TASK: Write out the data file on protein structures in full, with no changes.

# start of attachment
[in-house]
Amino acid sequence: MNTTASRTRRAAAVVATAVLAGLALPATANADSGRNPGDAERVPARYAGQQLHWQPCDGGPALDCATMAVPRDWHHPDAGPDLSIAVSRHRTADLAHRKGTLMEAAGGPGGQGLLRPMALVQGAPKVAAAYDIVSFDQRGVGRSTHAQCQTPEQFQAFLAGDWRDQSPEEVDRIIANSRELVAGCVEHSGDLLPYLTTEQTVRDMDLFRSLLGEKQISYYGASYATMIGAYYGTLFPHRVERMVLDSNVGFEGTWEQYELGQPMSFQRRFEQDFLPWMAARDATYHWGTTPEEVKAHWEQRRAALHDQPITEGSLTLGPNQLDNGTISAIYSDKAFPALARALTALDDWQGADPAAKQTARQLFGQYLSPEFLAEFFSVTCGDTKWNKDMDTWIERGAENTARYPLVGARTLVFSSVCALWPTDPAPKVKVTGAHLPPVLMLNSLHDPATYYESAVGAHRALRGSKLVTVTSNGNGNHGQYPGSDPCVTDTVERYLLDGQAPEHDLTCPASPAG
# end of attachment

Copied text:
[in-house]
Amino acid sequence: MNTTASRTRRAAAVVATAVLAGLALPATANADSGRNPGDAERVPARYAGQQLHWQPCDGGPALDCATMAVPRDWHHPDAGPDLSIAVSRHRTADLAHRKGTLMEAAGGPGGQGLLRPMALVQGAPKVAAAYDIVSFDQRGVGRSTHAQCQTPEQFQAFLAGDWRDQSPEEVDRIIANSRELVAGCVEHSGDLLPYLTTEQTVRDMDLFRSLLGEKQISYYGASYATMIGAYYGTLFPHRVERMVLDSNVGFEGTWEQYELGQPMSFQRRFEQDFLPWMAARDATYHWGTTPEEVKAHWEQRRAALHDQPITEGSLTLGPNQLDNGTISAIYSDKAFPALARALTALDDWQGADPAAKQTARQLFGQYLSPEFLAEFFSVTCGDTKWNKDMDTWIERGAENTARYPLVGARTLVFSSVCALWPTDPAPKVKVTGAHLPPVLMLNSLHDPATYYESAVGAHRALRGSKLVTVTSNGNGNHGQYPGSDPCVTDTVERYLLDGQAPEHDLTCPASPAG